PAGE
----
For example, entry at R1C3 comprises a queue number Q3 and a next row number 1 which means that Q3 is the queue that should be serviced immediately if R1C3 entry is selected. Row 1 means that the current entry should be serviced again, that is, continue executing all the requests from Q3 before executing requests from any other queues. Once all the jobs in Q3 are carried out, then the jobs in the medium priority queues will be handled. Therefore, using QPS table 300, controller processor 220 will determine which queue or queues have medium priority. It also determines which entry under column 2 should be serviced first by reading the next row number in R0C2. In table 300, next row number in R0C2 is 1 which means that the first entry to be serviced under column 2 (current priority) is the entry in R1C2 (row 1, column 2). Therefore, storage controller processor 220 next examines the sub-fields (queue number and next row number) in R1C2 which identify Q2 as the queue to be serviced immediately and the next entry to be serviced as R1C2 which means all the requests from Q2 have to be carried out before any other queue is serviced. Similarly, once all the queues having medium priority are serviced then Storage processor 220 begin servicing the queues in column 1 (low priority), if any, and after that it services the queues in column 0 (the lowest priority), if any.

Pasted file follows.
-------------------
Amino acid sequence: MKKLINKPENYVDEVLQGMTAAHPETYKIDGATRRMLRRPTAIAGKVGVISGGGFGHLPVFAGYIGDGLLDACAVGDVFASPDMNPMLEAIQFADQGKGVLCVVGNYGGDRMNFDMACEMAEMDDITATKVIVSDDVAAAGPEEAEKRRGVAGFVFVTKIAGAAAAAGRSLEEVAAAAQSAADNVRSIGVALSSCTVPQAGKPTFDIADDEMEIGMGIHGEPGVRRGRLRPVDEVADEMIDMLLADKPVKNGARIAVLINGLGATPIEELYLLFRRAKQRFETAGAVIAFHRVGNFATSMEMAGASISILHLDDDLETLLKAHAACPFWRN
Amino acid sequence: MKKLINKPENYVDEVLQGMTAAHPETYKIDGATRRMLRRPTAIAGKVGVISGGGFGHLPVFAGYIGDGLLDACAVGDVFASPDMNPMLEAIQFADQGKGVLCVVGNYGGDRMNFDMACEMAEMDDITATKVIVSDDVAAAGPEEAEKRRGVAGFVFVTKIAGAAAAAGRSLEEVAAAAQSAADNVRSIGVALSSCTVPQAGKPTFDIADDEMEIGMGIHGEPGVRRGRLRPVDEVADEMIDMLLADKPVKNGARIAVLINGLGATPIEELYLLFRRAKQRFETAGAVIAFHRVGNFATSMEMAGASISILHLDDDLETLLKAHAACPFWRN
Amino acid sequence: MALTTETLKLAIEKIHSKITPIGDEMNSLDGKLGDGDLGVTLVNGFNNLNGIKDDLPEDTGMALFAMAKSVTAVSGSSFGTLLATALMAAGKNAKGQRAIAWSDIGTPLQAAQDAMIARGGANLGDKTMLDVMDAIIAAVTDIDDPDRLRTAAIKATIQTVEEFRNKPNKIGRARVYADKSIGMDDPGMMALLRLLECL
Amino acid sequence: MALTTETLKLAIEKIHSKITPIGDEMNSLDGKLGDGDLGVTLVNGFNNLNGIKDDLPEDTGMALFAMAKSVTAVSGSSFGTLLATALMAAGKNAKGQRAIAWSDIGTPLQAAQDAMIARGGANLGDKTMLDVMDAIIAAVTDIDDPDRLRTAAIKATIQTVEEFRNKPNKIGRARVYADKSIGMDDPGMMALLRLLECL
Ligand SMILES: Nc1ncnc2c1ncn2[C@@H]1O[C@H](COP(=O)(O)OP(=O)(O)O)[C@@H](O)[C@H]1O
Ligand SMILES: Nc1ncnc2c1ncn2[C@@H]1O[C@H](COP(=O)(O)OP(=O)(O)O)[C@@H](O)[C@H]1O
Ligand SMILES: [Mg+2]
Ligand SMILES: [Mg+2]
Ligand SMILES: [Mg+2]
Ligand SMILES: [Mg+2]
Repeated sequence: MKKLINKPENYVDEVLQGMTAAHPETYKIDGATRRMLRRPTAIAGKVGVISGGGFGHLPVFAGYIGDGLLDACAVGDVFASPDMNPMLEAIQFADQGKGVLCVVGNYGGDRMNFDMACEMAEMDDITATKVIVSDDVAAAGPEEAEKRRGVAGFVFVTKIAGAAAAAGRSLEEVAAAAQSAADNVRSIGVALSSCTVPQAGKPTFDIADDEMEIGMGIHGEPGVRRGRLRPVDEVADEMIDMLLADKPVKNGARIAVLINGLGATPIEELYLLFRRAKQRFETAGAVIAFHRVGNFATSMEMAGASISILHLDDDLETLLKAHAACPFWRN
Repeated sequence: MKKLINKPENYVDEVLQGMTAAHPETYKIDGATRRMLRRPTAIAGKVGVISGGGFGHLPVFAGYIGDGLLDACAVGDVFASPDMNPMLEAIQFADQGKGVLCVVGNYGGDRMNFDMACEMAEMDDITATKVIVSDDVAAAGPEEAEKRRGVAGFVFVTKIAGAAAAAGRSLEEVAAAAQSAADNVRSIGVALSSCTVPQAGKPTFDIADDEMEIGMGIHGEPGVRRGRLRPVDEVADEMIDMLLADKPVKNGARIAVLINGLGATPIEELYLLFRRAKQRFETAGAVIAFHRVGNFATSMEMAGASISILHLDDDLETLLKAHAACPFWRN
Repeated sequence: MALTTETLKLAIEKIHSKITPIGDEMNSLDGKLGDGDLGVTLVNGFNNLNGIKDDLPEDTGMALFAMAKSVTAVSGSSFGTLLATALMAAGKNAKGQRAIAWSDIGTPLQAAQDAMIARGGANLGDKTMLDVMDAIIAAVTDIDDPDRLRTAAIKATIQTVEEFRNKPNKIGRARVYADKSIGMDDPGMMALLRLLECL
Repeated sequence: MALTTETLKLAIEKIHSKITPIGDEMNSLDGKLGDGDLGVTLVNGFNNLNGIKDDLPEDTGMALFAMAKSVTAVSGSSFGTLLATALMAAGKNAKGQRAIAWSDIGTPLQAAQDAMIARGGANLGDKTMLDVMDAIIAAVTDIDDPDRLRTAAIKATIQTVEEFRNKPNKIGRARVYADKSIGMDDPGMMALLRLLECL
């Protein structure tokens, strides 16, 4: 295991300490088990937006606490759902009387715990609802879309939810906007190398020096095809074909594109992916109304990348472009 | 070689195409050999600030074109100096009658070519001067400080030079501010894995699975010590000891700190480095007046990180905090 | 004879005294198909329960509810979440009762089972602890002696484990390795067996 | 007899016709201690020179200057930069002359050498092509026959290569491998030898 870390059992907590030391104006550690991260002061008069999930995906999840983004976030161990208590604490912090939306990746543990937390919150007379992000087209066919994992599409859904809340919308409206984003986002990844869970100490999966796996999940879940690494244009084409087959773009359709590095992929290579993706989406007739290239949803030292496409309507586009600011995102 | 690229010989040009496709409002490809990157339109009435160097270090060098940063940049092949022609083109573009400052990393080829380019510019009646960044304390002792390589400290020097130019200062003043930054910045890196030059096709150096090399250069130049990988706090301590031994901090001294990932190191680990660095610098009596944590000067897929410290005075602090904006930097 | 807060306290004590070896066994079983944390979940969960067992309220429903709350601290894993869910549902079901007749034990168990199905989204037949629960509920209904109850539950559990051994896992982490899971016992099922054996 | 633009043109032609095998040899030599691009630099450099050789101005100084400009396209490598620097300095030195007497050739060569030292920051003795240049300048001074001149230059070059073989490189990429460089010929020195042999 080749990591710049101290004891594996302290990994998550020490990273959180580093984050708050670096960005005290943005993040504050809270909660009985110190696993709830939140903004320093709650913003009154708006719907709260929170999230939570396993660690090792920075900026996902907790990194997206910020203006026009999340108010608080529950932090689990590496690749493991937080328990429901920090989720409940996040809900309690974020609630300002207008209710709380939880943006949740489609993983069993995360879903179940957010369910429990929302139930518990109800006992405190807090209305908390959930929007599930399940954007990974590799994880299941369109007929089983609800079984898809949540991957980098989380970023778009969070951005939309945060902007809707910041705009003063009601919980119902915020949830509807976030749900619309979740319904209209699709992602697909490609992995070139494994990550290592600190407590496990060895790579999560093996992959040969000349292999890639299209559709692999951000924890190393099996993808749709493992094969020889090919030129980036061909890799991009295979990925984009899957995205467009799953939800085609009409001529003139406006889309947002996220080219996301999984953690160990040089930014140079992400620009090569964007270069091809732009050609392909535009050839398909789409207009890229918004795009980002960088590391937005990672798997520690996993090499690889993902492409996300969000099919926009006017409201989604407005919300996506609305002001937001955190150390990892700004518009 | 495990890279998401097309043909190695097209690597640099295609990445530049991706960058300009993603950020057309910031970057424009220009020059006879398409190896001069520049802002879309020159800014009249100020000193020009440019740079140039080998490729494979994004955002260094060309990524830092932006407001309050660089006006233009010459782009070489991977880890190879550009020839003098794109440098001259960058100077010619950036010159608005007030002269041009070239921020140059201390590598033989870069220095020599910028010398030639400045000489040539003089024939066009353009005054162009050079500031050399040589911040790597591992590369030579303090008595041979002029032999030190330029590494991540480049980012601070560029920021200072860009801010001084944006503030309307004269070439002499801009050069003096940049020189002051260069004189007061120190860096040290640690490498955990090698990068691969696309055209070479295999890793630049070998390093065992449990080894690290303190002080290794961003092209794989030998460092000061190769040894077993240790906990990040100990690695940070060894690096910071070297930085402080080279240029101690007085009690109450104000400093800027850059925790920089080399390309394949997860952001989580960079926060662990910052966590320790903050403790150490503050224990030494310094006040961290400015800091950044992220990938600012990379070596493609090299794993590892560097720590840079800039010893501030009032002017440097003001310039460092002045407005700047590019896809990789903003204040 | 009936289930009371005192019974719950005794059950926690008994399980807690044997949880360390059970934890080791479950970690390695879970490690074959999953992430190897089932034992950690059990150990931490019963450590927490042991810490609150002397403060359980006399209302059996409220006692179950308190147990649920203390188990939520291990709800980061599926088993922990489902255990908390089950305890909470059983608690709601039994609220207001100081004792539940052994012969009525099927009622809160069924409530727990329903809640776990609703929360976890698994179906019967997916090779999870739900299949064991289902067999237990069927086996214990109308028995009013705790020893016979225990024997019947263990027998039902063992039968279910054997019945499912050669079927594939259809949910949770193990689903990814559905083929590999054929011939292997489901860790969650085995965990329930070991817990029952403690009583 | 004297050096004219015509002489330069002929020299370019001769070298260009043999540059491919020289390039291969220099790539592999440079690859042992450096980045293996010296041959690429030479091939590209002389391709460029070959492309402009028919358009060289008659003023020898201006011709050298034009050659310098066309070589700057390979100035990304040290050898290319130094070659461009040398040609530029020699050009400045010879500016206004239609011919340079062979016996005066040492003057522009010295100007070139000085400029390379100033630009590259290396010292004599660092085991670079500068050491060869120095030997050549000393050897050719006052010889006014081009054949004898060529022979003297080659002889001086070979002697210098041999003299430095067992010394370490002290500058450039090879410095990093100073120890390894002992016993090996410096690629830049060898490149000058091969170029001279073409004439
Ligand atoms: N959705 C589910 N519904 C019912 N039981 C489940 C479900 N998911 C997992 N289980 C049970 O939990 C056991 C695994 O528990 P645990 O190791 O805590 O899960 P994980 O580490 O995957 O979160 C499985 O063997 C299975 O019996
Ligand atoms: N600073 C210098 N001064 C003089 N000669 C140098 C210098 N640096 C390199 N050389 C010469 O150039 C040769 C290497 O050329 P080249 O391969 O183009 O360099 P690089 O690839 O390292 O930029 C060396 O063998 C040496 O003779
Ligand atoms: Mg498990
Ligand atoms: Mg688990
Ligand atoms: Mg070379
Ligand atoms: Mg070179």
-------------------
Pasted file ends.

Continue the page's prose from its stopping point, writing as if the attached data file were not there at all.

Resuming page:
In default QPS Table 300, Q0 has the lowest priority (priority 0) as shown in R1C0. Q1 has low priority (priority 1) as is shown in R1C1, Q2 has medium priority (priority 2) as shown in R1C2, and Q3 has the highest priority (priority 3) as shown in R1C3.